Dust is dust, right? After identifying 63 unique dust particles from their own laboratory, researchers at Ohio State University can definitively say that not all dust is created equal. Quartz is a common component, but organic matter is also prevalent. The findings and testing method could improve environmental and health-related testing.
In large amounts, nitrogen-rich fertilizer is often maligned as harmful to the environment, but researchers in Germany have recently found out that this material indirectly strengthens the self-cleaning capacity of the atmosphere by producing hydroxyl radicals that oxidize pollutants. These pollutants can then be washed out of a collection device.
A computer model of the spread of West Nile virus was able to predict areas where human cases would be concentrated, especially around Sacramento in 2005. The success of the model, say researchers, depended on its focus on biological factors and on a high volume of reports from members of the public.
Flax has been part of human history for well over 30,000 years. Now, researchers from the University of Pennsylvania have discovered that it might have a new use for the 21st century: protecting healthy tissues and organs from the harmful effects of radiation.
Companies like Google and Zappos.com are famous for their "work hard, play hard" attitudes and friendly work environments, but are their employees healthier too? According to a Tel Aviv University researcher, a positive relationship with your co-workers has long-term health benefits.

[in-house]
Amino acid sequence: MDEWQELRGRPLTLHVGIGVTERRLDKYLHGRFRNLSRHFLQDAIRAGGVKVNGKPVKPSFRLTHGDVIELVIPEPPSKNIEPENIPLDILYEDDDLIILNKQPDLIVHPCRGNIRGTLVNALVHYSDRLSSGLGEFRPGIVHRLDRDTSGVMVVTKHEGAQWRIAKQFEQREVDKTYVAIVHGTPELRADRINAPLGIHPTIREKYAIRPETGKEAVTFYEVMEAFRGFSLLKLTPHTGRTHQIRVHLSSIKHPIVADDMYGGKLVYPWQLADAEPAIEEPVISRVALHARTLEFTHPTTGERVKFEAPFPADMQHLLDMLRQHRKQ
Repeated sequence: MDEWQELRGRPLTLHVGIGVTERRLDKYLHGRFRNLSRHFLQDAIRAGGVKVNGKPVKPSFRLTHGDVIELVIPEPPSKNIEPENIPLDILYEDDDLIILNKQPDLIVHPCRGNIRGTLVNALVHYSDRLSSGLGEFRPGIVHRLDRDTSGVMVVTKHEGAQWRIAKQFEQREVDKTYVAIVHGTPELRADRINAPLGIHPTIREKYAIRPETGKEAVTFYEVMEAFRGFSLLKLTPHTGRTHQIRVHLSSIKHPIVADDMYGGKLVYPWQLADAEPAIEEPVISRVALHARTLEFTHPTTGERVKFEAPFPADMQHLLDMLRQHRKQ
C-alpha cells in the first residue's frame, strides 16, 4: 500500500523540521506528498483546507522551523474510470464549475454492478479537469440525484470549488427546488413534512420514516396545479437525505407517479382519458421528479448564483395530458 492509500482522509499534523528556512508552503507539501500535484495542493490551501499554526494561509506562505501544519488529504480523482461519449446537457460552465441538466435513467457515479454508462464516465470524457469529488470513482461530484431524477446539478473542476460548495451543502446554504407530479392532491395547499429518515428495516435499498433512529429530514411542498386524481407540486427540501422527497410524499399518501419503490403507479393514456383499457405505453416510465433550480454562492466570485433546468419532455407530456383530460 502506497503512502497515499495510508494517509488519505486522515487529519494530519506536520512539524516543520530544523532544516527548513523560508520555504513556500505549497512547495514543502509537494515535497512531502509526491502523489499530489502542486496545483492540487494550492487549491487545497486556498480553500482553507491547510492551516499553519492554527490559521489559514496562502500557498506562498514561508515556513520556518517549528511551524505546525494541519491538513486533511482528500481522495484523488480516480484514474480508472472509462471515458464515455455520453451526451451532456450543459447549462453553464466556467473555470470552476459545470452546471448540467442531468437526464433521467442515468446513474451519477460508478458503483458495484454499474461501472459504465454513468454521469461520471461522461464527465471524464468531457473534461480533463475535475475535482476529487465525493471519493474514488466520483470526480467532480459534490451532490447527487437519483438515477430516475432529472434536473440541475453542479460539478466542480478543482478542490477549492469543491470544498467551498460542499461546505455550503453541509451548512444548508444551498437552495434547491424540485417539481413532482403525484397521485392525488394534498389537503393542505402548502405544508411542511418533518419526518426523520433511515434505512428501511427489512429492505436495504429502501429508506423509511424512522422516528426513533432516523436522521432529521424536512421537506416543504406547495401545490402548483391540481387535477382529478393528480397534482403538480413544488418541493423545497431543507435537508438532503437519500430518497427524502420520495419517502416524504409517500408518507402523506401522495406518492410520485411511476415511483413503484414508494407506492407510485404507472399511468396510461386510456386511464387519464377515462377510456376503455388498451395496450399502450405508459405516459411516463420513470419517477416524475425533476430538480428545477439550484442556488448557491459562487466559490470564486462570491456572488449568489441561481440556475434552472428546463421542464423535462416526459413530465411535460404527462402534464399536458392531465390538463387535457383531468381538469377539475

A new Yale University study argues that seawater desalination should play an important role in helping combat worldwide fresh water shortages once conservation, reuse and other methods have been exhausted. The study also provides insights into how desalination technology can be made more affordable and energy efficient.
A biomedical engineering professor at Columbia University has spent that last four years testing his mobile microfluidic chip, or mChip, on hundreds of patients. The inexpensive chip requires a tiny finger prick of blood, and in less than 15 minutes delivers quantitative assays.
After earning an R&D 100 Award in 2010 for its continuous water quality analysis software system, aptly dubbed CANARY, Sandia National Laboratories reports that a number of cities from Cincinnati to Singapore are now using it, and they believe the free software could benefit a great many more utilities.